A lot is made about indie authors being like one-person publishing companies. It’s the truth. The most successful indies stick to hard and fast deadlines for their projects just like publishing companies. When you know approximately how long your books will be and how many words you can write per day, setting due dates is a simple matter of division and addition. If your book is 70,000 words long and you can write 1,000 words per day, you’ll finish a rough draft in 70 days. Then, add on a certain number of days for editing and formatting. That’s it. That’s how you schedule a completion date for your book.

If your writing projects don’t have deadlines attached to them, you’re less likely to finish. The sense of urgency that comes from deadlines is compelling, even if you’re the only one who knows about the due date. If you take the extra step of telling your readers about it, this can inspire you to spend more time in the writing chair.

Since you’re going to start thinking like an author running his or her own publishing company, you’ll need to set deadlines for the next several books. To see the entire calendar year at once, you can buy a year at a glance one-sheet calendar to put up on your wall. Add in basic details like when you’ll finish draft one, when you’ll send the book off to beta readers, and when you’ll begin the formatting process.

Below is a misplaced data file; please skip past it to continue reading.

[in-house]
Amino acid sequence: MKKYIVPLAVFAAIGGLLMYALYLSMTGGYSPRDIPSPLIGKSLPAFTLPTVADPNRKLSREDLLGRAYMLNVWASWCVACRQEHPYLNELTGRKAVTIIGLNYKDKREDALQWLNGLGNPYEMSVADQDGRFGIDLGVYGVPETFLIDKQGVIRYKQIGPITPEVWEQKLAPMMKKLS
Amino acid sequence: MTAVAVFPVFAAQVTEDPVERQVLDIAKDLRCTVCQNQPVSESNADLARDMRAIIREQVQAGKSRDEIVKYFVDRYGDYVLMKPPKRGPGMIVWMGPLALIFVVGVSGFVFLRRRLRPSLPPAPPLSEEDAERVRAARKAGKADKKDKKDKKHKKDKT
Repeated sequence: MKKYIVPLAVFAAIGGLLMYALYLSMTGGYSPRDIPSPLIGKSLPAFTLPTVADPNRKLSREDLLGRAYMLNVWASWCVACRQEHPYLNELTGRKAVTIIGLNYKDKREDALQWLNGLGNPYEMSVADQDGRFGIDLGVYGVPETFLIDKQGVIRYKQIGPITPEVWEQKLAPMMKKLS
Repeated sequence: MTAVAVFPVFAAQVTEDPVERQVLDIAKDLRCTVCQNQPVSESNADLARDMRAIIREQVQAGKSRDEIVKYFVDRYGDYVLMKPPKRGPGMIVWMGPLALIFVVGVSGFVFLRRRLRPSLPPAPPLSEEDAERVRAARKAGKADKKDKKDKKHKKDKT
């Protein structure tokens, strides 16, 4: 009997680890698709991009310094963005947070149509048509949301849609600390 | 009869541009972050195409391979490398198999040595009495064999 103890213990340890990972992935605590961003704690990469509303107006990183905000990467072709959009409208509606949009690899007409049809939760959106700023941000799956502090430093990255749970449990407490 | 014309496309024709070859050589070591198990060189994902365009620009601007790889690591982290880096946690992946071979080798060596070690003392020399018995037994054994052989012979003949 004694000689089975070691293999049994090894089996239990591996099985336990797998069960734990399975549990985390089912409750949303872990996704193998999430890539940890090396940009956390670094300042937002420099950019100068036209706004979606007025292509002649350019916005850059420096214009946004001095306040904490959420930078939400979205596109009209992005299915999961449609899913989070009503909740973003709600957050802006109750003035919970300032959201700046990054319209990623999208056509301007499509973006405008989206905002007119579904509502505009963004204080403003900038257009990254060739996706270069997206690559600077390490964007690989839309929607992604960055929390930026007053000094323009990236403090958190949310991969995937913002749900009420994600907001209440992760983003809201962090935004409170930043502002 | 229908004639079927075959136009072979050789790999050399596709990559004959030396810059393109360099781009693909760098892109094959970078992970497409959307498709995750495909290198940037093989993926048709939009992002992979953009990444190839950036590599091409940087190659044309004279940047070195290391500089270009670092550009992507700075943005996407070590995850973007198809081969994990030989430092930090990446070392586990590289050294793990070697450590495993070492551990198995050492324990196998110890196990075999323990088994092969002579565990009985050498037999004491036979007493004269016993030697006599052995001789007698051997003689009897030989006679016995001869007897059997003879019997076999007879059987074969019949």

Scheduling out books takes a fair amount of time itself. You have to consider trips out of town and other responsibilities. You’ll make mistakes at first. Everybody does. Once you get the hang of it, however, you’ll be able to see your multiple books into reality.

4. Use Calls to Action

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Now it’s time to work on your marketing skills.

If you truly put in the time to publish more high-quality books per year, you’re going to find an audience. At least, you will if you make it easy for readers to find you.

The only way to get readers to contact you and seek out your upcoming work is to tell them how to connect. A call to action is the best way to get readers to do something. A call to action consists of a request you make to readers followed by a way for them to do what you want.

One example of a call to action is a request for readers to sign up for your email list. Many authors put these calls to action at the back of their books. The authors might write, “If you want to know when the next book in the series is coming out, sign up for my email list. Click here to join.” The second part of the call to action is making the phrase, “Click here to join” a link and pointing to a page where readers can sign up.